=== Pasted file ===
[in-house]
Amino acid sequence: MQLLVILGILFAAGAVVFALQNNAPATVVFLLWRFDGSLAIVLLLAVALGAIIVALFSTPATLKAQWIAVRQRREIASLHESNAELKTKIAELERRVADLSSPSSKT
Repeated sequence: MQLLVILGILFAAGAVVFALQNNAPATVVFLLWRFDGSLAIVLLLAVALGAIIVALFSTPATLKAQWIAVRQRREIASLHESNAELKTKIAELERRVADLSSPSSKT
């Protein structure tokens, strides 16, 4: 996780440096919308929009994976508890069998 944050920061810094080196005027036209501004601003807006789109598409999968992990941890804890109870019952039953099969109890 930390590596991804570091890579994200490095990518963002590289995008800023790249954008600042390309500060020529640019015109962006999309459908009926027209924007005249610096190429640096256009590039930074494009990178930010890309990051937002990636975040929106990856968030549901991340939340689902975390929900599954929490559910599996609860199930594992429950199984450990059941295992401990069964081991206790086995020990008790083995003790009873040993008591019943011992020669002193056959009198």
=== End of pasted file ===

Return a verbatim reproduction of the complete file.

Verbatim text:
[in-house]
Amino acid sequence: MQLLVILGILFAAGAVVFALQNNAPATVVFLLWRFDGSLAIVLLLAVALGAIIVALFSTPATLKAQWIAVRQRREIASLHESNAELKTKIAELERRVADLSSPSSKT
Repeated sequence: MQLLVILGILFAAGAVVFALQNNAPATVVFLLWRFDGSLAIVLLLAVALGAIIVALFSTPATLKAQWIAVRQRREIASLHESNAELKTKIAELERRVADLSSPSSKT
């Protein structure tokens, strides 16, 4: 996780440096919308929009994976508890069998 944050920061810094080196005027036209501004601003807006789109598409999968992990941890804890109870019952039953099969109890 930390590596991804570091890579994200490095990518963002590289995008800023790249954008600042390309500060020529640019015109962006999309459908009926027209924007005249610096190429640096256009590039930074494009990178930010890309990051937002990636975040929106990856968030549901991340939340689902975390929900599954929490559910599996609860199930594992429950199984450990059941295992401990069964081991206790086995020990008790083995003790009873040993008591019943011992020669002193056959009198």